Prioritizing Family

The power of nurturing, protective care for children in adversity

USAID
USAID
Jun 17, 2019 · 4 min read
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Positive parenting sessions help a Cambodian mother of three manage a demanding job and maintain a healthier and happier family for her children. / @UNICEF Cambodia/2017/Ayphalla Te

ocial worker Sun Chhailim regularly visits families in her service area in Cambodia. Because of poverty, lack of employment, and other challenges, many of the families she meets are unable to send their children to school or to care for their basic needs. Some families have recently migrated, and others are headed by aging grandparents with very limited resources to care for their grandchildren.

Sun teaches these families how they can protect their children and provide a nurturing and loving environment essential for healthy development even in the face of threats and challenges.

When families assume their children will be better cared for by others in a local orphanage, Sun explains the benefits of staying together and helps provide support that allows them to care for their children at home.

Since 2013, with support from Cambodia’s government, USAID and other U.S. agencies, and social workers like Sun, over 45,000 families have received services allowing them to stay together.

The best investment a country can make to eliminate extreme poverty, boost economic growth, and promote a peaceful society is to invest in its children. When the family unit is strong, all other goals and outcomes for children are well within reach.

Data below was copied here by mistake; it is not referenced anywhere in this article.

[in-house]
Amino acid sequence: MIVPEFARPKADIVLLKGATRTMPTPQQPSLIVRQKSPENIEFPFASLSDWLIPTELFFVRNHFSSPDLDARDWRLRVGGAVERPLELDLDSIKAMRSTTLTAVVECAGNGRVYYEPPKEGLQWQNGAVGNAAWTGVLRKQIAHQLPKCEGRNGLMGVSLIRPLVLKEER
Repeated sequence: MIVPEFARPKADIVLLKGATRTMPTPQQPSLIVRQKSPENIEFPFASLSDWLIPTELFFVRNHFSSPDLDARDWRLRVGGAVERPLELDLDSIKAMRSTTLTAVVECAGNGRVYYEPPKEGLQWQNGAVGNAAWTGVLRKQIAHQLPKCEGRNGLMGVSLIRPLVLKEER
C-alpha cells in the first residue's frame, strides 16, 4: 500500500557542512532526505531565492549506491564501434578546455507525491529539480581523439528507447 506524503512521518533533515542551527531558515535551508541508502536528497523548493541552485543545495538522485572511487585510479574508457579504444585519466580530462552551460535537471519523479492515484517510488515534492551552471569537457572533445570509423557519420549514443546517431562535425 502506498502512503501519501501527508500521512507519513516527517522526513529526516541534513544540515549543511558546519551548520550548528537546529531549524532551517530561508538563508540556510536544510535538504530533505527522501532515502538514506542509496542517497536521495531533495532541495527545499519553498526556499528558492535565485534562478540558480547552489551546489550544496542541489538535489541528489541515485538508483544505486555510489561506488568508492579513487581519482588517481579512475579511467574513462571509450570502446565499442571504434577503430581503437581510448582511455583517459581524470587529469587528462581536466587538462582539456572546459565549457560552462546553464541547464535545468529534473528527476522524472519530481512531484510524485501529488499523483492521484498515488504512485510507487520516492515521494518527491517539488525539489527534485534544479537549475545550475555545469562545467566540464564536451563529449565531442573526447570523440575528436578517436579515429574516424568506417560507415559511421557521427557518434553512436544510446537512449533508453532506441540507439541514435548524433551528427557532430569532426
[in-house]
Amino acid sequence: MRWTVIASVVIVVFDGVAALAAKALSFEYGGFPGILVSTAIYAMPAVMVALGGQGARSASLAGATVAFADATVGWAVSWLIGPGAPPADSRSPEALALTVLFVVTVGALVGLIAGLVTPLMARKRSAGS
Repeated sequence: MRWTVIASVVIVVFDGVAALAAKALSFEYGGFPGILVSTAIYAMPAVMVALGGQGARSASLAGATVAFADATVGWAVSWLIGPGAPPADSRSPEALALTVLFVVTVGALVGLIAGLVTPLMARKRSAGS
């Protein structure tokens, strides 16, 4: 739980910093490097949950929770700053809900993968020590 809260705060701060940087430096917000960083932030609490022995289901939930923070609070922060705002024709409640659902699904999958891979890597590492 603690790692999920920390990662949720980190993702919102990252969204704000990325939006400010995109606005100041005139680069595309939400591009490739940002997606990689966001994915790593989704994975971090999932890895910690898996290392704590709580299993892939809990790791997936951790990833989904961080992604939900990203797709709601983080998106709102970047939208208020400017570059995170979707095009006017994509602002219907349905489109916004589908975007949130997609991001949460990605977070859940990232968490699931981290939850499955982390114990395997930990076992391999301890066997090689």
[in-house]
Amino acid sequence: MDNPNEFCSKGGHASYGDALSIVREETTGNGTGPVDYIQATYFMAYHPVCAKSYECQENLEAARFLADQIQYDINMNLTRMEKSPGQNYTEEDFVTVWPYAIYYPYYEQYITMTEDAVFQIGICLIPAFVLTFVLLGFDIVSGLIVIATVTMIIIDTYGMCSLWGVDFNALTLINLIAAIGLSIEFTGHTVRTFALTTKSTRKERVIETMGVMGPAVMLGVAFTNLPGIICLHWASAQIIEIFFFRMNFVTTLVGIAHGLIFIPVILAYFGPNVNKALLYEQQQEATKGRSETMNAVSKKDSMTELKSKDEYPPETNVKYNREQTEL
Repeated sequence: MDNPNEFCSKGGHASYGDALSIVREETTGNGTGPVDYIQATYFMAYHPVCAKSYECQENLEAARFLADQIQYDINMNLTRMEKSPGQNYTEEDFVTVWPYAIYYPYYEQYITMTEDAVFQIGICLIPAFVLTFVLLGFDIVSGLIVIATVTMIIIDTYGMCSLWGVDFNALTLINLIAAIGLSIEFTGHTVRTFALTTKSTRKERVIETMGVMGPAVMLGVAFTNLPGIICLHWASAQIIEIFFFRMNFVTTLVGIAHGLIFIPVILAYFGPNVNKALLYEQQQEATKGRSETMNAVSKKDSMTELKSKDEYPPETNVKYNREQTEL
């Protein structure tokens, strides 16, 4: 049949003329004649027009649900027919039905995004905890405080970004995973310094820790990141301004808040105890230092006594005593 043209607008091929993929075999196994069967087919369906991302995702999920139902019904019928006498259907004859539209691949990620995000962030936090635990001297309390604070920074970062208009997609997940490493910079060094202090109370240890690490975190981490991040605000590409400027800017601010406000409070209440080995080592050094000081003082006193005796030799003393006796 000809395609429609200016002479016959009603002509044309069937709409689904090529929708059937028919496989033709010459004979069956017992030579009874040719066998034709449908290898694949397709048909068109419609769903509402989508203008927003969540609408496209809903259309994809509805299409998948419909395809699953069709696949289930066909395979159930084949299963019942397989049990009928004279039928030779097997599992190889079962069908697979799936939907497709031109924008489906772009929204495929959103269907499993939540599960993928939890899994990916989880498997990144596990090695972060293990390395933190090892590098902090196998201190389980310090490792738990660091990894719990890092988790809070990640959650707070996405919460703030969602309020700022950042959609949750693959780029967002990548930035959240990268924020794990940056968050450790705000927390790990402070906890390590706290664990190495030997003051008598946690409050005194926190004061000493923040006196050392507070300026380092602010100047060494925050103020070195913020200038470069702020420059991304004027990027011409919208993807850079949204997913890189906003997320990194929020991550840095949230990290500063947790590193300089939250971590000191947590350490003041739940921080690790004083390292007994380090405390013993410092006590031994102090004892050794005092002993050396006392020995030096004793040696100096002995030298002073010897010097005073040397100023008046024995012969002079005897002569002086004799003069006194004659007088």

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Mothers receive training in optimal health and nutritional behavior, which will benefit their children. / Valerie Caldas, USAID Suaahara project

Cambodia is just one of many countries that prioritizes investment in the care and protection of vulnerable children and families. Over the past year, as the U.S. Government Special Advisor for Children in Adversity, I have witnessed similar commitments around the globe.

Many countries — including Armenia, Colombia, Ghana, Kenya, Moldova, and Rwanda — have made renewed pledges to care for and protect their children from violence, abuse, exploitation, and neglect, recognizing their investments in children as the cornerstone to sustainable economic development. The impact on the lives of these children and their families has been remarkable.

Despite all the progress, in many ways, the need to care for and protect the most vulnerable children and families has only grown. As a result of poverty and other factors — including disease, disability, humanitarian crises, exploitative labor, and human trafficking — millions of children continue to live without protective, nurturing, and loving care that only a family can provide. Faced with chronic, unaddressed adversities, the resulting toxic stress has shown to have life-long and debilitating mental, emotional, and physical effects.

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A family on their farm in Tajikistan. / Sandra Coburn